Remember that the young Campinos asked dad for his immunity after he had gotten drunk and crashed the car; maybe the EPO should stop giving diplomatic immunity to people, seeing what criminals (e.g. Benoît Battistelli) this attracts; the German government is destroying its image (and the EU’s) by fostering such corruption, wrongly believing that it’s worth it because of Eurozone domination for patents/litigation



  17. EPO Dislikes Science and Scientists

    The EPO's management has become like a corrupt political party with blind faith in money and monopolies (or monopoly money); it has lost sight of its original goals and at this moment it serves to exacerbate an awful pandemic, as the video above explains



  18. Links 1/12/2021: LibreOffice 7.3 Beta, Krita 5.0, Julia 1.7

    Links for the day



  19. Links 1/12/2021: NixOS 21.11 Released

    Links for the day



  20. IRC Proceedings: Tuesday, November 30, 2021

    IRC logs for Tuesday, November 30, 2021



  21. Links 1/12/2021: Tux Paint 0.9.27 and WordPress 5.9 Beta

    Links for the day



  22. [Meme] EPO Administrative Council Believing EPO-Bribed 'Media' (IAM Still Shilling and Lying for Cash)

    IAM continues to do what brings money from EPO management and Team UPC, never mind if it is being disputed by the patent examiners themselves



  23. The EPO's Mythical “Gap” Has Been Found and It's Bonuses for People Who Use Pure Fiction to Steal From Patent Examiners

    The phony president who has the audacity to claim there's a budget gap is issuing millions of euros for his enablers to enjoy; weeks ahead of the next meeting of national delegates the Central Staff Committee (CSC) tells them: "Events show that the delegations’ concerns about functional allowances have materialised. The lack of transparency and inflation of the budget envelope gives rise to the suspicion that high management is pursuing a policy of self-service at the expense of EPO staff, which is difficult to reconcile with the Office’s claimed cost-saving policy, and to the detriment of the whole Organisation."



  24. Video: Making the Internet a Better Place for People, Not Megacorporations

    Following that earlier list of suggested improvements for a freedom-respecting Internet, here's a video and outline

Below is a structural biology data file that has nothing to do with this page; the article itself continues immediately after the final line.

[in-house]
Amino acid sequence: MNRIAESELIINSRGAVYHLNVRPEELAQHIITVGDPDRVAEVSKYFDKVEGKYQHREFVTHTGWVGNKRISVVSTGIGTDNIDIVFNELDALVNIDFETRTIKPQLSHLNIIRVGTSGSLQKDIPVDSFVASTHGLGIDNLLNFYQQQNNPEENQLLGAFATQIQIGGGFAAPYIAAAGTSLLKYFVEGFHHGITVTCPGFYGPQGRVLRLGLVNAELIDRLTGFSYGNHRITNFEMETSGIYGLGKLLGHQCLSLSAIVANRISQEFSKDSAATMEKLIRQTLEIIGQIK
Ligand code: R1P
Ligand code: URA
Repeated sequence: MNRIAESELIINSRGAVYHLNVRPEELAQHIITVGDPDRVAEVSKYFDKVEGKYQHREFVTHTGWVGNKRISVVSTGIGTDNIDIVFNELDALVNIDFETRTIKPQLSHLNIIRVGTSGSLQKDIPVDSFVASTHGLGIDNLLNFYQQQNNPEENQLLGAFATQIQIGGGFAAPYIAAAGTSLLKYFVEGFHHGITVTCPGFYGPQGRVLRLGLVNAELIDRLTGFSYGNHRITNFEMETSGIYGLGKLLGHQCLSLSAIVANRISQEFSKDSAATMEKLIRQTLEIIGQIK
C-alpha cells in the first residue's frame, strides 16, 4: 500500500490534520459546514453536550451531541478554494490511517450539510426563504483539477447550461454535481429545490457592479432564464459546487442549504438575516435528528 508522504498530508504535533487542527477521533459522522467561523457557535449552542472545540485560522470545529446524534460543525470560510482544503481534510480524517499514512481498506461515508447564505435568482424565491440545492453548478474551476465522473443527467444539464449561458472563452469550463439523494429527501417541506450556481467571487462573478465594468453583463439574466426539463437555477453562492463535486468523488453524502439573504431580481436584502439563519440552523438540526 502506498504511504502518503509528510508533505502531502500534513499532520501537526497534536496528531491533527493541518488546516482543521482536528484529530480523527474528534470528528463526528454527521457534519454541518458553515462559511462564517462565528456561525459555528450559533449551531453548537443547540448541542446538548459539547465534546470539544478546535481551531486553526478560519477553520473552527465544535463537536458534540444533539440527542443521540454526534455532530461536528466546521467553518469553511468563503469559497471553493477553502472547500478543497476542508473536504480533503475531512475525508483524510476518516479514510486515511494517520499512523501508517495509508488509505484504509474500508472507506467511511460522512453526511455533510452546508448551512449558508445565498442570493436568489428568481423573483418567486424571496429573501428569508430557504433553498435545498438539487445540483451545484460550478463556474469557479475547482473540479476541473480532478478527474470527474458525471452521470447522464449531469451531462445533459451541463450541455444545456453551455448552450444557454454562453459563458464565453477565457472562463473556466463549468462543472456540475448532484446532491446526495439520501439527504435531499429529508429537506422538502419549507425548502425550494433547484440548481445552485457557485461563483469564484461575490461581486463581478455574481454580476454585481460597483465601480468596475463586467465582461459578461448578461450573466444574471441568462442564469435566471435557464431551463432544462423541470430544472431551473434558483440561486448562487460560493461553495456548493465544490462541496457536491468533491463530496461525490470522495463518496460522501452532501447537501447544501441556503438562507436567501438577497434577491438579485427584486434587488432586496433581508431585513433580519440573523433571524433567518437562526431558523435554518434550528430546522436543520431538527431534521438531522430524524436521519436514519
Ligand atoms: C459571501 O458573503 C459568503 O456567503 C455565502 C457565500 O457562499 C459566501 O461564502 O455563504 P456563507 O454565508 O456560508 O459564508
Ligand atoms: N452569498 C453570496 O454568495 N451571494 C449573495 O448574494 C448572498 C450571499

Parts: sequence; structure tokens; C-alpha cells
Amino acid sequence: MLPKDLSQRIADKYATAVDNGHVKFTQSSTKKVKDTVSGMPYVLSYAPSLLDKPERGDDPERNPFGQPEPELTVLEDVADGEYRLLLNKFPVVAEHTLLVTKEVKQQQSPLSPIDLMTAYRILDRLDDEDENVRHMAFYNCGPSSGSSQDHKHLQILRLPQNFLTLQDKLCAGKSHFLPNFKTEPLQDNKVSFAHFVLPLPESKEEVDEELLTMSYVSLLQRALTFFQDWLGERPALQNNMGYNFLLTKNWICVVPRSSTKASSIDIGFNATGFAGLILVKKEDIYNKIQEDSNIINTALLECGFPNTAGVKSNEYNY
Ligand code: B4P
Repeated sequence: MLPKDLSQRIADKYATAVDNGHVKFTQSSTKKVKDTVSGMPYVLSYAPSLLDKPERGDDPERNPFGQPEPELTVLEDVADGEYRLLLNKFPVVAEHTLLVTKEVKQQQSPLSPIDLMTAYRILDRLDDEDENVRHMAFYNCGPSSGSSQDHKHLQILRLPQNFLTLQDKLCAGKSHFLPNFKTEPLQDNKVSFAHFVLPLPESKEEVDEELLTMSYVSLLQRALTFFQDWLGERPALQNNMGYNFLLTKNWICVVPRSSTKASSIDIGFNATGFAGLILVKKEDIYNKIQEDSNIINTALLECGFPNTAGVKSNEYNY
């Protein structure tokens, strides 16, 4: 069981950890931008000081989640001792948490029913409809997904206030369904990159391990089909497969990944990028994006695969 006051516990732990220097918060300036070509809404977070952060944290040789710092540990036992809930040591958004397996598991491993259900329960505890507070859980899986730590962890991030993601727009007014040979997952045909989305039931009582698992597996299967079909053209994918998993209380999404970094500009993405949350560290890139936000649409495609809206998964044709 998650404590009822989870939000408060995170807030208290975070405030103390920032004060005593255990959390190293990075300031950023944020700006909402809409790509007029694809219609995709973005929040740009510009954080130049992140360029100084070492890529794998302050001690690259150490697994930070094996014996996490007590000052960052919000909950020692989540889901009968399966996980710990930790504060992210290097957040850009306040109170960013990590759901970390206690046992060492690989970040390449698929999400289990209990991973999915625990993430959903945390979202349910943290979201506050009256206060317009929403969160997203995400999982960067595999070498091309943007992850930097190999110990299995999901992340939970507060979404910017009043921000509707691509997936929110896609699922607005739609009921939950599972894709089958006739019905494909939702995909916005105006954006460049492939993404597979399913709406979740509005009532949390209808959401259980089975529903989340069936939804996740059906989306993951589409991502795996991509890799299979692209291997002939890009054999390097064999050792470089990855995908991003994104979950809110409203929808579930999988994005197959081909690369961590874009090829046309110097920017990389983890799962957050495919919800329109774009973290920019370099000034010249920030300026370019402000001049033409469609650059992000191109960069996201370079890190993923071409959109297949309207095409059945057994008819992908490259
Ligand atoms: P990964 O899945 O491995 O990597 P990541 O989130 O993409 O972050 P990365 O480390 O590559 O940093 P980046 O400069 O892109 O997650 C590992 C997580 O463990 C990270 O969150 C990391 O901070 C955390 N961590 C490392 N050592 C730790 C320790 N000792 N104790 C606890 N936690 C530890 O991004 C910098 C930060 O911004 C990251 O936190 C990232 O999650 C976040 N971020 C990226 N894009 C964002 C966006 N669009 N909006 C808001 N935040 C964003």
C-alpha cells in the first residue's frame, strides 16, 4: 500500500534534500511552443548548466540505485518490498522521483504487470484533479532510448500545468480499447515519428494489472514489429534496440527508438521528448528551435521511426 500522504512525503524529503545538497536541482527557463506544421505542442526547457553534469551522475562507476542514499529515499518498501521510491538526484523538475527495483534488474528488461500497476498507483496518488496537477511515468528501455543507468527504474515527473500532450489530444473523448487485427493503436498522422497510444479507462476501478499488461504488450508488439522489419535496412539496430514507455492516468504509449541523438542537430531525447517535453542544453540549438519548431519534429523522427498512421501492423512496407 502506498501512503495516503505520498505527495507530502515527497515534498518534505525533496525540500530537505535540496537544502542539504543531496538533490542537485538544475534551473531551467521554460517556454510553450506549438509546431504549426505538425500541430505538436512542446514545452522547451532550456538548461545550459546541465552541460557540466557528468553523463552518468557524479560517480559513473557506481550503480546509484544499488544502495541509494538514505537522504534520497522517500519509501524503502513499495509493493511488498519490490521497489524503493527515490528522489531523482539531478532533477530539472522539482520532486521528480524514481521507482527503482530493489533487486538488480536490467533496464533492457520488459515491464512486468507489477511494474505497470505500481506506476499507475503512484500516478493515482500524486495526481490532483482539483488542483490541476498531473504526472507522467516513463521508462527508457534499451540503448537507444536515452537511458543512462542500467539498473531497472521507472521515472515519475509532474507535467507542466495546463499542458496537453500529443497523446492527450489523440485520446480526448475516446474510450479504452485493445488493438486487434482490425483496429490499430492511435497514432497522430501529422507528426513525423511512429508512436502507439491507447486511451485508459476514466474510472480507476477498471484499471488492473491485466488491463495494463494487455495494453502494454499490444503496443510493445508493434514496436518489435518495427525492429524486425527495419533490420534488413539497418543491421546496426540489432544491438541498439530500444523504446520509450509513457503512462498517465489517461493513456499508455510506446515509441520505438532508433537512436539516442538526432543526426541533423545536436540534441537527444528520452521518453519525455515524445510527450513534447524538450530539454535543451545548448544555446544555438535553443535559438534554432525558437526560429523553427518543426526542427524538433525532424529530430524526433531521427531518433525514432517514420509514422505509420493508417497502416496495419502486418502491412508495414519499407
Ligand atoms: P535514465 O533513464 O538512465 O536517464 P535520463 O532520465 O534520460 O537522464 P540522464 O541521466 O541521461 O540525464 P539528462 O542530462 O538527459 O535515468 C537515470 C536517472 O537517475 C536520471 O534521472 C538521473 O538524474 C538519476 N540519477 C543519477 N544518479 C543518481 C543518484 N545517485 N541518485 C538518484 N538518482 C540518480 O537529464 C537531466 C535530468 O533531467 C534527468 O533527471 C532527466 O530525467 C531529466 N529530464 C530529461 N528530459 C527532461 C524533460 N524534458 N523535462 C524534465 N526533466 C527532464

25. Links 30/11/2021: KDE Plasma 5.23.4, 4MLinux 38.0, Long GitHub Downtime, and Microsoft's CEO Selling Away Shares

    Links for the day



  26. A Concise Manifesto For Freedom-Respecting Internet

    An informal list of considerations to make when reshaping the Internet to better serve people, not a few corporations that are mostly military contractors subsidised by the American taxpayers



  27. Freenode.net Becomes a 'Reddit Clone' and Freenode IRC is Back to Old Configurations After Flushing Down Decades' Worth of User/Channel Data and Locking/Shutting Out Longtime Users

    Freenode is having another go; after “chits” and “jobs” (among many other ideas) have clearly failed, and following the change of daemon (resulting in massive loss of data and even security issues associated with impersonation) as well as pointless rebrand as “Joseon”, the domain Freenode.net becomes something completely different and the IRC network reopens to all



  28. Jack Dorsey's Decision is a Wake-up Call: Social Control Media is Just a Toxic Bubble

    The state of the World Wide Web (reliability, preservation, accessibility, compatibility etc.) was worsened a lot more than a decade ago; with social control media that’s nowadays just a pile of JavaScript programs we’re basically seeing the Web gradually turning into another Adobe Flash (but this time they tell us it’s a “standard”), exacerbating an already-oversized ‘bubble economy’ where companies operate at a loss while claiming to be worth hundreds of billions (USD) and generally serve imperialistic objectives by means of manipulation like surveillance, selective curation, and censorship



  29. IRC Proceedings: Monday, November 29, 2021

    IRC logs for Monday, November 29, 2021



  30. Links 29/11/2021: NuTyX 21.10.5 and CrossOver 21.1.0

    Links for the day


RSS 64x64RSS Feed: subscribe to the RSS feed for regular updates

Home iconSite Wiki: You can improve this site by helping the extension of the site's content

Home iconSite Home: Background about the site and some key features in the front page

Chat iconIRC Channel: Come and chat with us in real time

Recent Posts